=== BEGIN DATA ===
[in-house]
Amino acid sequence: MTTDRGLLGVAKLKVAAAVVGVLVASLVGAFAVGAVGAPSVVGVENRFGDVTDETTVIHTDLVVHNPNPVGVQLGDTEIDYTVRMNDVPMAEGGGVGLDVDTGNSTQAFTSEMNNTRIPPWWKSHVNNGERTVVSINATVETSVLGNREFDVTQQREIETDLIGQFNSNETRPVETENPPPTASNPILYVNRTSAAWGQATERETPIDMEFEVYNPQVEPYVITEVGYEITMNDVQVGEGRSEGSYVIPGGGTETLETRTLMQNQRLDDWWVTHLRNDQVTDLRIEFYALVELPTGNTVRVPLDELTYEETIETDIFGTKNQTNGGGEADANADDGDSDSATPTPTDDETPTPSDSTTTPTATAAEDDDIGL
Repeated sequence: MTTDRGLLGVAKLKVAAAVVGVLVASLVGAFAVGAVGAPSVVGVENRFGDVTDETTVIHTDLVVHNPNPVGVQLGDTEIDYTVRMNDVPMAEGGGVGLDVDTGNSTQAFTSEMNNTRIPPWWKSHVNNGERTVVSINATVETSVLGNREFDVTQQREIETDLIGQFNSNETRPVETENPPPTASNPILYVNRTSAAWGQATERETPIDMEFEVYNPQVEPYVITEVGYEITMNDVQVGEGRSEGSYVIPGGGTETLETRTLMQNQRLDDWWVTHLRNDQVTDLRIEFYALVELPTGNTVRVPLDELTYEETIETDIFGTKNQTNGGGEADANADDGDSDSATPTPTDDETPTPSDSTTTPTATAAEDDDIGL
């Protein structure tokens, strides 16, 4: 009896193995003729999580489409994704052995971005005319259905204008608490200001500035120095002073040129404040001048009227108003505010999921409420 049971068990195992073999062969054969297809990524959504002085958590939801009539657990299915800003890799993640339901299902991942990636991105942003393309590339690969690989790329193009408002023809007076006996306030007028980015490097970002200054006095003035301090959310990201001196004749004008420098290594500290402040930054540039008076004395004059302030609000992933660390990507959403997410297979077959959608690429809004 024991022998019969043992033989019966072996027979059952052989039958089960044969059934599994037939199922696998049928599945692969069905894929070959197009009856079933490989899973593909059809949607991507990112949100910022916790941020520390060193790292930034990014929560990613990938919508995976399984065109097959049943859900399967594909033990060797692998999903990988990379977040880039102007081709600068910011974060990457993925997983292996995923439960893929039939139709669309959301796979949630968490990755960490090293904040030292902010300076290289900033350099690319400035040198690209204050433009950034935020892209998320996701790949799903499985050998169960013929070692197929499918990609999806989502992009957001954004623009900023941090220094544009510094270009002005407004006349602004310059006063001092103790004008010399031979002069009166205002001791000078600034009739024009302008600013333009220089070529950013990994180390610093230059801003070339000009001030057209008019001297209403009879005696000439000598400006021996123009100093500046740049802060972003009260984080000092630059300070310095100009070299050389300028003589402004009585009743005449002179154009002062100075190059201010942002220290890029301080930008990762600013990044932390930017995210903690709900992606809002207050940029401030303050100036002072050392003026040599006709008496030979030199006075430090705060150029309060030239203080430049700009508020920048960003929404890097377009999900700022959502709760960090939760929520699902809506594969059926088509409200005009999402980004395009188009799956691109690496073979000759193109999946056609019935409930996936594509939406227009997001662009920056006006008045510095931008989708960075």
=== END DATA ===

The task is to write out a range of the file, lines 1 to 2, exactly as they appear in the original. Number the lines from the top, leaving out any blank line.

[in-house]
Amino acid sequence: MTTDRGLLGVAKLKVAAAVVGVLVASLVGAFAVGAVGAPSVVGVENRFGDVTDETTVIHTDLVVHNPNPVGVQLGDTEIDYTVRMNDVPMAEGGGVGLDVDTGNSTQAFTSEMNNTRIPPWWKSHVNNGERTVVSINATVETSVLGNREFDVTQQREIETDLIGQFNSNETRPVETENPPPTASNPILYVNRTSAAWGQATERETPIDMEFEVYNPQVEPYVITEVGYEITMNDVQVGEGRSEGSYVIPGGGTETLETRTLMQNQRLDDWWVTHLRNDQVTDLRIEFYALVELPTGNTVRVPLDELTYEETIETDIFGTKNQTNGGGEADANADDGDSDSATPTPTDDETPTPSDSTTTPTATAAEDDDIGL